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BLOSS C.A. Heroines of the Crusades

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BLOSS C.A.
Heroines of the Crusades
page 74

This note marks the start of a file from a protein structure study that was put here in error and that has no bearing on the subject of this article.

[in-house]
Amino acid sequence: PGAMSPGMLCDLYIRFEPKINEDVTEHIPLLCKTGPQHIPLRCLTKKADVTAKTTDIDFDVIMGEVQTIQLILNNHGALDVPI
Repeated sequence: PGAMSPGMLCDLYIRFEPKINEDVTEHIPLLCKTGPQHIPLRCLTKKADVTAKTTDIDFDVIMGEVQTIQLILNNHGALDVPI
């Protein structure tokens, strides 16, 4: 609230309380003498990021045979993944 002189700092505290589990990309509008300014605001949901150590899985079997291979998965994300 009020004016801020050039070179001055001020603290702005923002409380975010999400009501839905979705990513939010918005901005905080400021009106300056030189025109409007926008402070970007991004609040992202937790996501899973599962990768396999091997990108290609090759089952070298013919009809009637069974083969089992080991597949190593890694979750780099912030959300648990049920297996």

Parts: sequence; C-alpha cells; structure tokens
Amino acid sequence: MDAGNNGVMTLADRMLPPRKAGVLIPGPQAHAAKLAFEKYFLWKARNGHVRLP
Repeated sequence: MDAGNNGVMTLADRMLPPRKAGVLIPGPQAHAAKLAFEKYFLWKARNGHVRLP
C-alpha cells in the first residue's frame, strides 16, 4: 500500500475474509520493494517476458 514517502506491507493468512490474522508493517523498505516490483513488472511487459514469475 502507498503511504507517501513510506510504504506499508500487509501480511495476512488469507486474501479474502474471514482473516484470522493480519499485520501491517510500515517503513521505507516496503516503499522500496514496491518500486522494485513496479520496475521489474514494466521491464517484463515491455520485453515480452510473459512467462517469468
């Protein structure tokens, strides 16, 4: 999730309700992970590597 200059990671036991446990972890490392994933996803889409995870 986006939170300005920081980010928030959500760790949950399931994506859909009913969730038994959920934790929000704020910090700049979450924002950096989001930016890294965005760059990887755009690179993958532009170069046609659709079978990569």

lings, thou wouldst be better inclined to laugli at their folly than relieve their poverty." " Adela counts it not folly for a man to sell all he hath for the kingdom of Heaven's sake." " I fancy," said Henry, laughiug, " that those self-sacri-ficers have an eye to the ' manifold more in this life,5 rather than to the heavenly inheritance; and some, I trow, under-stand by the kingdom of heaven, a principality in Pales-tine." " And were not the establishment of Christian powers in Asia a worthy purpose ?" returned Adela, little pleased at her brother's insinuations. " Certes, my beloved sister. But wherefore didst thou de-tain thy unworthy Beauclerk, is there not kingdom or duchy for him ?" " Nay ! I scarcely claim the me4ft of detaining thee," said Adela, " since I suspect that a stronger tie than com-passion for my lone estate has withheld thee." " That a tender interest in the declining health of tho Red King somewhat influenced my decision I cannot deny," replied Henry, evasively. "And had the superlative beeuty of the Red King's ward no influence ?" said Adela, pressing her advantage. " Nay, sister, since thou divinest my secret," said Henry, frankly, " I will e'en tell thee all. Perceiving that thy crusades would draw from the Norman power its military strength, I deemed it wise, in case of my brother's death, to entrench myself in the affections of the English people, by uniting my personal interest with the Saxon race. Ac-cordingly, when Robert sent me to England to negotiate the mortgage of his duchy with Rufus, I visited the nun-nery of Wilton, with Edgar Atheling." " And thou sawest there the fair novice, Matilda," in-terrupted Adela. " Call her not novice, she scorns the name, and hath a spirit like a queen. In presence of her uncle the Atheling, she tore the hateful veil from her head, and trampled it under her feet." ADELA. 81 6


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